The Minnesota Supreme Court ruled in favor of a patient in a malpractice case in which the physician never spoke to or treated the patient.
While this ruling will only impact physicians practicing in Minnesota, physician advocacy groups are vehemently opposed to the principles of the ruling, and the potential precedent it sets in regards to whether physicians who do not have a care relationship with a patient are liable of malpractice. The American Medical Association filed a brief in the case in support of the physician defendant.
In the case, Warren v. Dinter, the court ruled that the existence of a physician-patient relationship is not a prerequisite for a malpractice action.
"A physician-patient relationship is not a necessary element of a claim for professional negligence," the justices wrote in the decision. "A physician owes a duty of care to a third party when the physician acts in a professional capacity and it is reasonably foreseeable that the third party will rely on the physician's acts..."
The Minnesota Medical Association (MMA), which opposed the ruling, said in a news release that it could have "wide ranging implications" for physicians in the state.
“The overall expansive language in the court’s opinion does raise concerns,” said Mark Fogg, general counsel of COPIC, a malpractice insurer that works with the MMA. “We respectfully believe that it is important that a physician-patient relationship be established before any liability may occur for alleged medical malpractice.”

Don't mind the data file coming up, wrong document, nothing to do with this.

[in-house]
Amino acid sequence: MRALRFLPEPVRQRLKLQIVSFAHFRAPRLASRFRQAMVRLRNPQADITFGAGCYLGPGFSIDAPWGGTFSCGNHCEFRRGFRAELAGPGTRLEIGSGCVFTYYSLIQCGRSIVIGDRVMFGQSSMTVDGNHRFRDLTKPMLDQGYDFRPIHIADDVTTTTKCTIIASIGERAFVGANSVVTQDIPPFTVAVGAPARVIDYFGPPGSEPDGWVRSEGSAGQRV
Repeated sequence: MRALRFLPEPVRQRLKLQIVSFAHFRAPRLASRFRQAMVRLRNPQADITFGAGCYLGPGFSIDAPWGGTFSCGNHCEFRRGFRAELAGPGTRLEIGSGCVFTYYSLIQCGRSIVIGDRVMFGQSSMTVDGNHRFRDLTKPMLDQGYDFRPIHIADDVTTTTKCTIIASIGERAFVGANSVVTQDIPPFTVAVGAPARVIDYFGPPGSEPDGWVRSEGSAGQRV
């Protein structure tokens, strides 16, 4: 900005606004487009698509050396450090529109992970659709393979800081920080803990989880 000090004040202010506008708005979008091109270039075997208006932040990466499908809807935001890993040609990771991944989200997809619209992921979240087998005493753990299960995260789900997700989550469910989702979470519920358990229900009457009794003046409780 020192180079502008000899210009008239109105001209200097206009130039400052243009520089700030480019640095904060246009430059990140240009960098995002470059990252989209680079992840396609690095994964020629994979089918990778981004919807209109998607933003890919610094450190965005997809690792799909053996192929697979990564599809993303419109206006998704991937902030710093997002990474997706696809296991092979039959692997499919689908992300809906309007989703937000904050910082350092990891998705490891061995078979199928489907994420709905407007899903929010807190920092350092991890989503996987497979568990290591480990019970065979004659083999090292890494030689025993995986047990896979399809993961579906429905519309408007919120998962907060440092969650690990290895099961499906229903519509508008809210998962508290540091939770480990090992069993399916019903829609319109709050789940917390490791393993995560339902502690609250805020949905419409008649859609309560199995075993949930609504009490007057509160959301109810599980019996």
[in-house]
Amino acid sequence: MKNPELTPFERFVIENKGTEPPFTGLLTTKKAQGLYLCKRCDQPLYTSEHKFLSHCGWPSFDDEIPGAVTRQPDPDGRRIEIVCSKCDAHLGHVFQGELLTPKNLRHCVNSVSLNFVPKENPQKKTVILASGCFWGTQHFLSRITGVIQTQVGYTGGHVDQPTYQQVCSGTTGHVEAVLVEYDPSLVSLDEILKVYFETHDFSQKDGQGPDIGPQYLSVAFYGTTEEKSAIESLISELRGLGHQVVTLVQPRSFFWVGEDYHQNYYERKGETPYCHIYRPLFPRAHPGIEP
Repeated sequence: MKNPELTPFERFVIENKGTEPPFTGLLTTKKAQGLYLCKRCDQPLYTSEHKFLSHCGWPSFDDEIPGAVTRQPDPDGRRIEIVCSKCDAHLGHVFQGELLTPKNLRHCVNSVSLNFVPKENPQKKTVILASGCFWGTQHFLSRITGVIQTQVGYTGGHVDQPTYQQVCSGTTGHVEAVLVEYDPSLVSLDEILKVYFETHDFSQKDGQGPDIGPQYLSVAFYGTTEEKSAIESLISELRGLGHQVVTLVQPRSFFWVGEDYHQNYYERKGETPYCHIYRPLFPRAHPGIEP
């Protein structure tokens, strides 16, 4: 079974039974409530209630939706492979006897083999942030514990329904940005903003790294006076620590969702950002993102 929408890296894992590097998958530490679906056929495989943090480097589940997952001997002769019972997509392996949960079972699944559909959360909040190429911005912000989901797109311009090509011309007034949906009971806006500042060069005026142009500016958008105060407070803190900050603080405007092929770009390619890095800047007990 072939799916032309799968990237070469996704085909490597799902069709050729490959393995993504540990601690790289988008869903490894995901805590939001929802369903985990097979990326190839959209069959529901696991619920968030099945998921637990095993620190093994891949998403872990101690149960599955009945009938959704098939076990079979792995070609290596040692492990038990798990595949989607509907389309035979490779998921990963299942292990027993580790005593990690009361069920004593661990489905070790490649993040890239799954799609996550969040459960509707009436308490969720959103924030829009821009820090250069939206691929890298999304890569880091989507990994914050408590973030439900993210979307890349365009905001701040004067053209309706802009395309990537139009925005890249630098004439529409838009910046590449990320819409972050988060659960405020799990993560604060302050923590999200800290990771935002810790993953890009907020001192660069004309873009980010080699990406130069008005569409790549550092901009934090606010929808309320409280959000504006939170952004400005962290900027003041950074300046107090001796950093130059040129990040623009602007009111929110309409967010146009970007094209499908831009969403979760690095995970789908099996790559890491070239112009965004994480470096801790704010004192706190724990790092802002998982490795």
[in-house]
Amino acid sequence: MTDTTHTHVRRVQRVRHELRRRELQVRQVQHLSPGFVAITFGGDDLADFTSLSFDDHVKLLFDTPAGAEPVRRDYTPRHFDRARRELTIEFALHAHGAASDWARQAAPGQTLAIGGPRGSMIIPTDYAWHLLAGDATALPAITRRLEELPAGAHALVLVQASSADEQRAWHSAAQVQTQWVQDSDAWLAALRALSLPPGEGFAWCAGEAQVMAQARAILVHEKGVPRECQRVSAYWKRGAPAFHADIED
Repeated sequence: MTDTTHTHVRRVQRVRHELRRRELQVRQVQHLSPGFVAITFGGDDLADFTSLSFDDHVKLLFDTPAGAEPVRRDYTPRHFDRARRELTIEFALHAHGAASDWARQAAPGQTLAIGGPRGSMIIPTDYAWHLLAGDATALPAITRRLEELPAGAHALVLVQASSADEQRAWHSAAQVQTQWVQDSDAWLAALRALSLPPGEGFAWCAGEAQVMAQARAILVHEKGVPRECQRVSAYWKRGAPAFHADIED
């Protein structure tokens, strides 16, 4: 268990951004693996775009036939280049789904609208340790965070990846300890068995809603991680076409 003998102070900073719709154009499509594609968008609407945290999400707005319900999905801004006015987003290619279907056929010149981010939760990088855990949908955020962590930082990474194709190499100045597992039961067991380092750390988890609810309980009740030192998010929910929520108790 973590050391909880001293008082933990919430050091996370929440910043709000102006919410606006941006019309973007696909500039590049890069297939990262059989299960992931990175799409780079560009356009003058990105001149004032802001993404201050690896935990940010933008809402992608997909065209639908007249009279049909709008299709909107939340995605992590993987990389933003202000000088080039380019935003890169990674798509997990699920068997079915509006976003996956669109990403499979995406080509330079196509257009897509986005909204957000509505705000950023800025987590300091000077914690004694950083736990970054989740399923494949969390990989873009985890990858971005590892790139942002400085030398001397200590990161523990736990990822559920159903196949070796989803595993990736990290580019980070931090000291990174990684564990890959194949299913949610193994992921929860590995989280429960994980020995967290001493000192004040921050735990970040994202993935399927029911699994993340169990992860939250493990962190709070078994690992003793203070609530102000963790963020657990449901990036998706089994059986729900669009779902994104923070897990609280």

Here’s the details of the case: A patient named Susan Warren visited a health clinic complaining of abdominal pain, fever, and other symptoms. A nurse practitioner (NP) ran some tests, found an elevated white blood cell count, and tried to get the patient admitted to the hospital. A hospitalist, Richard Dinter, MD, took the NP’s call.
Dinter had a brief conversation with the NP, who had recommended hospitalization. Dinter did not recommend hospitalization, and also did not review the patient’s records. After the call, the NP did not further seek hospitalization. The patient later died from sepsis caused by an untreated staph infection. The patient’s family sued the NP and the physician for medical malpractice, and the case worked its way up to the state supreme court.
“The court’s decision to rely on a broader legal theory of ‘foreseeability’ represents a troubling change that puts Minnesota in the minority of states that do not require the existence of a physician-patient relationship for a malpractice action,” the MMA wrote in a news release. “This change may expose physicians and other health professionals to malpractice risk in a variety of actions that were previously protected, including unbilled consultations.”